I've been doing it for four years or so, and it works great, esp for the ones that need winter chilling and you don't have space in your refrigerator. 

I have a thread here that gives the bare bones, under the Permaculture section:  http://www.permies.com/permaculture-forums/955_0/permaculture/winter-sowing

ATTRA has a large, informative site on sustainable gardening and farming at http://www.attra.org/ ; (It used to be called appropriate technology Transfer for Rural Areas, but they changed the name to National Sustainable Agriculture Information Service, but still kept the acronym ATTRA, probably because it was easier to say than NSAIS (and too similar to the stupid and dreaded NAIS).

Sue
 
Brenda Groth
pollinator
Posts: 4437
Location: North Central Michigan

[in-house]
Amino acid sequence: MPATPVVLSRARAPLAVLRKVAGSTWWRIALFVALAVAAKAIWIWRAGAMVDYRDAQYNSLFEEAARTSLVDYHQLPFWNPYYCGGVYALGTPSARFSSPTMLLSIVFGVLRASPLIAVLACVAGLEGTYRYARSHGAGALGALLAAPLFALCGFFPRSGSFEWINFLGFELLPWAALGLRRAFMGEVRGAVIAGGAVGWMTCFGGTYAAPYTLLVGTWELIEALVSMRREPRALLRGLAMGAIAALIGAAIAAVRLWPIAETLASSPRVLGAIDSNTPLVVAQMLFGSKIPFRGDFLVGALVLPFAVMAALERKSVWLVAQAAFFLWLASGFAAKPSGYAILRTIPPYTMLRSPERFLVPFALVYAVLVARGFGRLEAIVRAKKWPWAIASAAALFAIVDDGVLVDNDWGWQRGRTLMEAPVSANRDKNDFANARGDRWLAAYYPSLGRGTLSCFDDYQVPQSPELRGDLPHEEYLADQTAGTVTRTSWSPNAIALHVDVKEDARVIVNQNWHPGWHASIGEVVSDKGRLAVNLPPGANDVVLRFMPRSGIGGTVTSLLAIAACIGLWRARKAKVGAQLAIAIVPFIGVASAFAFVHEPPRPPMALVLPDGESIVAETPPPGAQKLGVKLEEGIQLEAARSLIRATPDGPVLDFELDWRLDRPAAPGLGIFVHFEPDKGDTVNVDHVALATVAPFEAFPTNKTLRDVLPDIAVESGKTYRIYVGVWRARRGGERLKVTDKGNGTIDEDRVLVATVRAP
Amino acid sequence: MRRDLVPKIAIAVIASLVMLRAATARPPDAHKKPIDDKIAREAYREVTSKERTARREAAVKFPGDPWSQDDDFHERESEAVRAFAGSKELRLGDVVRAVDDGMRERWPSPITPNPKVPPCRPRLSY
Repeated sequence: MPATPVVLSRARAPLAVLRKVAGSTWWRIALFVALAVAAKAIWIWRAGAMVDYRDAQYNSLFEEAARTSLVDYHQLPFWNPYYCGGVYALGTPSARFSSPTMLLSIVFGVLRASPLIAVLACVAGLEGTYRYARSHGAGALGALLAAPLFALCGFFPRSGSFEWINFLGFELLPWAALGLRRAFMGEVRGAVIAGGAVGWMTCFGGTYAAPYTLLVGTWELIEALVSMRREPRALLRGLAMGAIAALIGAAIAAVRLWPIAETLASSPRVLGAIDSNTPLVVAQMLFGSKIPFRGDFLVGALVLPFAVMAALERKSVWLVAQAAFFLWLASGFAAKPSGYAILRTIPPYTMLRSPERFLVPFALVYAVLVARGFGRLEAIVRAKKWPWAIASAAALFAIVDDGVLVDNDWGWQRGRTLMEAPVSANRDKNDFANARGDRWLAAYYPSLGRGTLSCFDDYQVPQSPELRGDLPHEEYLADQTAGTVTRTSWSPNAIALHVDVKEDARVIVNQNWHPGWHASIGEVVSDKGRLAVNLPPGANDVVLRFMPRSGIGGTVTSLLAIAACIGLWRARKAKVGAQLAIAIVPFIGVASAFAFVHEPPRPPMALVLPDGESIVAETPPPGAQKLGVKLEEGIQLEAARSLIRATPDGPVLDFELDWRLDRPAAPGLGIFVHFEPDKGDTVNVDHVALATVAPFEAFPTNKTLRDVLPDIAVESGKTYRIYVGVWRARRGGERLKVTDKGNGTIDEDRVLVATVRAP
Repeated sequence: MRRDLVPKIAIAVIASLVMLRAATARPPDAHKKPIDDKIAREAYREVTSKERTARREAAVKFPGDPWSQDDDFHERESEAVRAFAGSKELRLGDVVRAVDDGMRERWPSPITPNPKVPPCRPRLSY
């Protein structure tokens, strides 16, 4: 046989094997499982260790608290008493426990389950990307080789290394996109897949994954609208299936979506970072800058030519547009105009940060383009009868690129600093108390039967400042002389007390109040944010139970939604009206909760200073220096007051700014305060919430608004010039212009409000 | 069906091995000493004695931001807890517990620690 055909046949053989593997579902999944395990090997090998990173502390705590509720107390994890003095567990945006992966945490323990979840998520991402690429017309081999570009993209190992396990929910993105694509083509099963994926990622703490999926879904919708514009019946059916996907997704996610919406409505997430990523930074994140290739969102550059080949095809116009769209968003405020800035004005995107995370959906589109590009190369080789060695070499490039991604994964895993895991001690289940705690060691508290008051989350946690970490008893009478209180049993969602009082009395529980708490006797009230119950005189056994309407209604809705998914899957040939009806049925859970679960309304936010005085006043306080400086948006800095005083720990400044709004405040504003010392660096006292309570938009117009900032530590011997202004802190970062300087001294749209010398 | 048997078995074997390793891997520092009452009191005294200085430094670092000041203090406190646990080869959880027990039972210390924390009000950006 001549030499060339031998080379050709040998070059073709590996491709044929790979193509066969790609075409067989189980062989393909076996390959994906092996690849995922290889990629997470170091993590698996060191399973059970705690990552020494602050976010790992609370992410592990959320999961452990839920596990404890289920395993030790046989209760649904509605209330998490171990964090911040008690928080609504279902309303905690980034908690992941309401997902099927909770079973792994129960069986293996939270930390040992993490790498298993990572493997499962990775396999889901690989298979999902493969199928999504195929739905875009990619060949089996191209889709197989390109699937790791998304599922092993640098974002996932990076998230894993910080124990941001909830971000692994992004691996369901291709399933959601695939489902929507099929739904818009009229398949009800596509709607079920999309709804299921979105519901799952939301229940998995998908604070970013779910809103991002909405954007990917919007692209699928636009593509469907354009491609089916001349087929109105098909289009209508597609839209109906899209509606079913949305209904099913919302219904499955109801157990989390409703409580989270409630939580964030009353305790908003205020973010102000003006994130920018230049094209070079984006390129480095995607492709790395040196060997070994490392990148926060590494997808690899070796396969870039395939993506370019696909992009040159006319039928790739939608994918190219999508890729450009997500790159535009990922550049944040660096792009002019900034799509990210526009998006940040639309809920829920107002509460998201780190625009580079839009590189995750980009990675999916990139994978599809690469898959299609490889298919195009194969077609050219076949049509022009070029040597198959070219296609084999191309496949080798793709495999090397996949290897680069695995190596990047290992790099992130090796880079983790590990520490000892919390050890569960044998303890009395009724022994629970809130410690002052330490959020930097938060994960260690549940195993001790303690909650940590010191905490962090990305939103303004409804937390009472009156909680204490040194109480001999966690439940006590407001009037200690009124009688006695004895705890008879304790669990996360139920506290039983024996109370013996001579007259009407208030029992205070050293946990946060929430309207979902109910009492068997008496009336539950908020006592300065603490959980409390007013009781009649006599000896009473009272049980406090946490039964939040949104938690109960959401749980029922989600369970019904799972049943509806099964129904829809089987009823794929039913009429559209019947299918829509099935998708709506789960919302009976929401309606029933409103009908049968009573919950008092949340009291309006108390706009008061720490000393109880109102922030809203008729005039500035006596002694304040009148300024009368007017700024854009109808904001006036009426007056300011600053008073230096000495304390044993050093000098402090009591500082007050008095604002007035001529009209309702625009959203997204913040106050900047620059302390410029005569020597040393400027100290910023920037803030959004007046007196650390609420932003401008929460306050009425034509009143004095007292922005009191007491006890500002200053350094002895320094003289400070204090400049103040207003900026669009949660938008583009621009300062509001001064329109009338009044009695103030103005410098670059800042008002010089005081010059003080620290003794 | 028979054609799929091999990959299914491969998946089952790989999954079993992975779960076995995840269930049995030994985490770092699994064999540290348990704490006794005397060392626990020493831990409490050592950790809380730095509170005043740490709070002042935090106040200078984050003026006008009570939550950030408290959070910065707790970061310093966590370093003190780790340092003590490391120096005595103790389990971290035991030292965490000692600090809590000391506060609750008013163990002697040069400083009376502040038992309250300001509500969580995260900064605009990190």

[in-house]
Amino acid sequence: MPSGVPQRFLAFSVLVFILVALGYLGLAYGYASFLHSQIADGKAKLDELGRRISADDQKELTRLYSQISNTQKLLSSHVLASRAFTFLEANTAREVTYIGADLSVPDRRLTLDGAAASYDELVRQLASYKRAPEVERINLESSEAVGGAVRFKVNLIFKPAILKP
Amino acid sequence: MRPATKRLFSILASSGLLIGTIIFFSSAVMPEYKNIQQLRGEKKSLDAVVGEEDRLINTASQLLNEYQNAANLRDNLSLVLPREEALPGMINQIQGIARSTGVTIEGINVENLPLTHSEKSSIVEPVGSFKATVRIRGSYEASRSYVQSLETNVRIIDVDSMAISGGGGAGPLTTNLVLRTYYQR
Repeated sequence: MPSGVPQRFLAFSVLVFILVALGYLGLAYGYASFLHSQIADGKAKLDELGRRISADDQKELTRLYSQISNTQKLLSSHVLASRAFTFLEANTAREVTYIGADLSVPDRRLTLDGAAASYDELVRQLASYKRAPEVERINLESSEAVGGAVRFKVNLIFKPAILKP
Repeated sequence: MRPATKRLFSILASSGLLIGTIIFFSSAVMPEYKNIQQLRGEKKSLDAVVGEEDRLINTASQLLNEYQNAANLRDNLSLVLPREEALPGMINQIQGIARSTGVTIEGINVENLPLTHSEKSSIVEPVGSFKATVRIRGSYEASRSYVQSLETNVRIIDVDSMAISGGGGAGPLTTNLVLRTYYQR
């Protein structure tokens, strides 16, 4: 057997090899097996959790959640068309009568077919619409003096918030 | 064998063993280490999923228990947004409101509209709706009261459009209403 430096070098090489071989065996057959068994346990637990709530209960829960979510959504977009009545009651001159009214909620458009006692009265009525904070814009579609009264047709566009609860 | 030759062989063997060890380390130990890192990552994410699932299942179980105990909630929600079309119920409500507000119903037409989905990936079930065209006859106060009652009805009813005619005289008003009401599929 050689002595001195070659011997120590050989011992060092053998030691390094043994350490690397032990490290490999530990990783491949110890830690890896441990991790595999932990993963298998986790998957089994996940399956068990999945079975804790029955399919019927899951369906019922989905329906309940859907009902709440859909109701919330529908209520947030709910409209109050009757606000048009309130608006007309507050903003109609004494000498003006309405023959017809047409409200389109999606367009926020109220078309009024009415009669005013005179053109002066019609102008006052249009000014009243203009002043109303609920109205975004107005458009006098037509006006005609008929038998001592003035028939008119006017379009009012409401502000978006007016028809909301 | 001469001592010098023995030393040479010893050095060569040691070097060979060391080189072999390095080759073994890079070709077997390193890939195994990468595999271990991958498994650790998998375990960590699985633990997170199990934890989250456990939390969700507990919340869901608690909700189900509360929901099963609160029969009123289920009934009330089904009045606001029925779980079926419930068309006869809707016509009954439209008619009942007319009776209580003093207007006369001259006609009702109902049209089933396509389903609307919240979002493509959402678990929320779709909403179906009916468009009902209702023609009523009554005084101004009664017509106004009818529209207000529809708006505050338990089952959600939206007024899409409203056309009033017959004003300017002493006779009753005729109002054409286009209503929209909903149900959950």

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thanks Sue I wrote those down and will check them out right away, i need INPUT..

As for the winter sowing, I have been doing that too, but more information is always helpful..i haven't done as much as i would like to..anyway..

Here winter is like 8 or 9 months of the year..esp this year when we got snow early October and usually still have freezing in June..
 
Brenda Groth
pollinator
Posts: 4437
Location: North Central Michigan
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checked out those internet sites and blogs and forums attached, some were quite interesting thank you
 
Susan Monroe
Posts: 1093
Location: Western WA